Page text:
As this is a community project for the Family Medicine Clerkship, we do not have external funding for food, materials for dissection, splints, and sutures. Our overall budget is detailed in the attached Excel sheet. Of note, the majority of the budget consists of disposable materials that will be used during the experiential events. One exception is the emergency medicine splints and ace wrap bandages, which students will be able to take home to practice their skills.
Through PollEverywhere, we are evaluating students’ beginning and final interest in healthcare and perceived barriers in pursuing a career in healthcare. Further funding has been acquired through Colorado Springs School District 11 and El Paso County to support these activities. By developing a schedule of activities and establishing community partners, we are launching a sustainable platform for future students to build and expand upon while ensuring a smooth transition to next year’s MS3 students in the Colorado Springs branch and in years to come. With our partnership between Colorado Springs School District 11, local health professionals, fellow students, and universities in Colorado, we hope to support this diverse group of high school students in their interest in science while empowering them to pursue healthcare careers.
Over the course of the past year, the ICE facility run by GEO Group in Aurora has made national news concerning adverse healthcare and living conditions in the facility. GEO Group is a private corporation which profits from holding individuals in its prisons.1 The privately run GEO Group ICE processing center in Aurora (will be further referred to as “the GEO facility”), is part of a national issue in which individuals seeking asylum in the United States and immigrants who have been detained by ICE are experiencing a gross violation of their human rights. We have learned that despite being overseen by ICE, the GEO Group is not required to follow regulations and expectations set by the Department of Corrections in regards to healthcare or environmental conditions.2 ,3 This is gravely dangerous for individuals being held in such facilities. Nationally, reports on ICE facilities have revealed overcrowded living conditions, poor hygiene and sanitation, and staff ignoring dietary restrictions of detainees.4 Reporting on the Aurora GEO facility began last year when detainees were quarantined on two separate occasions due to outbreaks of mumps and chickenpox.5 ,6 Additionally, the ACLU of Colorado released a report outlining lapses in health care at the GEO facility, including the cases of:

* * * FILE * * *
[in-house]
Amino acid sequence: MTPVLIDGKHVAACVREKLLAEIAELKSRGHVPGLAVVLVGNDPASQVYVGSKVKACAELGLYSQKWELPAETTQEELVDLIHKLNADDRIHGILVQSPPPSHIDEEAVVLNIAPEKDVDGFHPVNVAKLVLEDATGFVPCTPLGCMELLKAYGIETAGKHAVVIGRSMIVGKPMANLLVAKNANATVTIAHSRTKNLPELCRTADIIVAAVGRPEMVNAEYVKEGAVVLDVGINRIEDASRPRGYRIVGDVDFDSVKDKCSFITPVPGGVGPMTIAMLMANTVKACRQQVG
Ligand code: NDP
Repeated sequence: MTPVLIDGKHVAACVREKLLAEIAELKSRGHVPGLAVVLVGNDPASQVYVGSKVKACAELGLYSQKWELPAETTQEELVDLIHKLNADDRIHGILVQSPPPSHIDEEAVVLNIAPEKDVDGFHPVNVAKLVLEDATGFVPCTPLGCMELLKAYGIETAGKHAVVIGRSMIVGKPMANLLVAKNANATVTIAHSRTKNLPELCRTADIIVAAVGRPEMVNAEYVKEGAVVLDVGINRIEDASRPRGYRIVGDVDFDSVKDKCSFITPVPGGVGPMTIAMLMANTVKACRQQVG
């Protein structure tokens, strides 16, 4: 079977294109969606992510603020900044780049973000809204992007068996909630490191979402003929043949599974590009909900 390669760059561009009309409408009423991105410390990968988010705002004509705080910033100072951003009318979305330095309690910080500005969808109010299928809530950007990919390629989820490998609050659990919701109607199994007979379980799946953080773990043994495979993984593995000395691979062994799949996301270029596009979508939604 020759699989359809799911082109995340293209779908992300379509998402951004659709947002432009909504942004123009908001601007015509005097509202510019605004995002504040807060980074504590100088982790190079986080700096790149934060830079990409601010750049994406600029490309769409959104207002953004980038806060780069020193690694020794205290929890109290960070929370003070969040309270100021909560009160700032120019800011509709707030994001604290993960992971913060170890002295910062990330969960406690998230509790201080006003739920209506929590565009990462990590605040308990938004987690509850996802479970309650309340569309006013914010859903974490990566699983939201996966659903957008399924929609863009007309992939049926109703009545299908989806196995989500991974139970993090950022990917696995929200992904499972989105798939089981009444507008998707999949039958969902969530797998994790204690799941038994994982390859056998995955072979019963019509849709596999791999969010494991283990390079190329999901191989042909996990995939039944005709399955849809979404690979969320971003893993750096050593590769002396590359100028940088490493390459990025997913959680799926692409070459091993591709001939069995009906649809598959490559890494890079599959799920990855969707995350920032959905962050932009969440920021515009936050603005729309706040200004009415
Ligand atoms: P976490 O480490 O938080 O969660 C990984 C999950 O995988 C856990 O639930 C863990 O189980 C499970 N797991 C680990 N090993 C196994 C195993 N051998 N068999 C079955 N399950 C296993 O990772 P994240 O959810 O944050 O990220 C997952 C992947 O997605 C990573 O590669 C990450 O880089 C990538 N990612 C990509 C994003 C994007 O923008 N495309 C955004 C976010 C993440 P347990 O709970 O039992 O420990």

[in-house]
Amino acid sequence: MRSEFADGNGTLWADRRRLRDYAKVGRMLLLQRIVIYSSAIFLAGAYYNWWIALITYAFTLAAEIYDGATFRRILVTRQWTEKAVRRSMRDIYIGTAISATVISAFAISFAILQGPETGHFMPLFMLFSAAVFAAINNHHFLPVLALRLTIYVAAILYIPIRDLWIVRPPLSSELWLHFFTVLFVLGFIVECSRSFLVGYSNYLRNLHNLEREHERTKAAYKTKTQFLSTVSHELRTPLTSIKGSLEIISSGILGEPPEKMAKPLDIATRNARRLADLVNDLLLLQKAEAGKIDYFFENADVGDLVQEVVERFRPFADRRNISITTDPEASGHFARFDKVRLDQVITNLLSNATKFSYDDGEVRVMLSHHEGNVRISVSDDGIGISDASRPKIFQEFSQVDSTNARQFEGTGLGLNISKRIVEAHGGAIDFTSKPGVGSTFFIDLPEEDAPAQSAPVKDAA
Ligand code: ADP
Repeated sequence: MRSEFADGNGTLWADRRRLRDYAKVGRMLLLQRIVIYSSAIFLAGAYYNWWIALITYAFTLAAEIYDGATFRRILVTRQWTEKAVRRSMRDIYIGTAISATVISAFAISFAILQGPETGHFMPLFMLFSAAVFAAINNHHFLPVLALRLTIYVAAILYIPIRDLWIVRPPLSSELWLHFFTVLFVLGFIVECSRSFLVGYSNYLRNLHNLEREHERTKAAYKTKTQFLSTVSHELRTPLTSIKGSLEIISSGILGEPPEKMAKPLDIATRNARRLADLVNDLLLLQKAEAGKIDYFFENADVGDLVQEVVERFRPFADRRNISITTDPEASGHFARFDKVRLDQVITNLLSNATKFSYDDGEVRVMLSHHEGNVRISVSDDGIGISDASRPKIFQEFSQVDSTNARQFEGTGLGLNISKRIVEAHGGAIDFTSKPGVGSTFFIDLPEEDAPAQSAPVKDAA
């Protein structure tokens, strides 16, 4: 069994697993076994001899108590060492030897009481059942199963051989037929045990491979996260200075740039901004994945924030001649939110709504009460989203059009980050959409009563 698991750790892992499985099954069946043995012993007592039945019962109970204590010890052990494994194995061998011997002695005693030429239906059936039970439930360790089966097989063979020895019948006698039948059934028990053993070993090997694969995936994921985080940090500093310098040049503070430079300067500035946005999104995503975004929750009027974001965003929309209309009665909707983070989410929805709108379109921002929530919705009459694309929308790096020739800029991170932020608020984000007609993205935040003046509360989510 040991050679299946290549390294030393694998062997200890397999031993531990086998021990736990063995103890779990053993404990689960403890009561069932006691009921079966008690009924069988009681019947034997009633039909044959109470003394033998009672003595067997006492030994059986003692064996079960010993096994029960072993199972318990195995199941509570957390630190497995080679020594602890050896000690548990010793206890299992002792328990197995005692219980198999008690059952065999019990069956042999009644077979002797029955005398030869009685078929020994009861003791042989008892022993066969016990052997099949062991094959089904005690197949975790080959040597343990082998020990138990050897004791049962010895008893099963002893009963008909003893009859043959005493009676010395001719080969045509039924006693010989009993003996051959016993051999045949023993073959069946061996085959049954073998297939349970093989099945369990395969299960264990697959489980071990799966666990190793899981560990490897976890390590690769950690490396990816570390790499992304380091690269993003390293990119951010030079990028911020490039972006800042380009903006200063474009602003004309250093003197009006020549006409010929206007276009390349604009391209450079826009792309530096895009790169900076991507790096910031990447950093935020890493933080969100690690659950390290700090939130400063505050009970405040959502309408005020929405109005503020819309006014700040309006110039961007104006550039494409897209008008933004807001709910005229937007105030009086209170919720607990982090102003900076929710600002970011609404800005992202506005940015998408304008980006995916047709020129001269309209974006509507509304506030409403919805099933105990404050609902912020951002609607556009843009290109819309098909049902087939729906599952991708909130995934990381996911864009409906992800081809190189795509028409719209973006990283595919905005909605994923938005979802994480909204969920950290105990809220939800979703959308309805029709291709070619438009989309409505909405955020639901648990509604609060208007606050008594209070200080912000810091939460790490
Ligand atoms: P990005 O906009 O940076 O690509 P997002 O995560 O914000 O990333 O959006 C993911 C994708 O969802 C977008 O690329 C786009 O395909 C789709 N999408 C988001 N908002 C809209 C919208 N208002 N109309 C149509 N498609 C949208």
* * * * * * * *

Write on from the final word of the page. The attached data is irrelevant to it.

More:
We are saddened that such atrocities have been occurring not only in our country, but just two miles away from the Anschutz Medical Campus.
As future healthcare professionals, we believe that no one should be subject to such inadequacies in healthcare or substandard living conditions. No matter where one falls in their beliefs about immigration, it is imperative that we, as future providers, stand to uphold the basic human rights of others. The aim of this group is to educate members of the Anschutz community about the migrant experience, to advocate for improved standards of care in ICE facilities, and to serve those in our community who have immigrated from a different country or who have been affected by ICE or GEO. We believe it is of the utmost importance that the Anschutz Medical Campus becomes involved in addressing these issues, as it is part of our obligation as a community of healthcare providers to advocate for those who are experiencing medical neglect in our community, especially as those detained in the GEO facility are experiencing medical neglect on such a gross scale. It is part of the moral fabric of our profession to stand up for those in our community who are experiencing such violations of human rights.8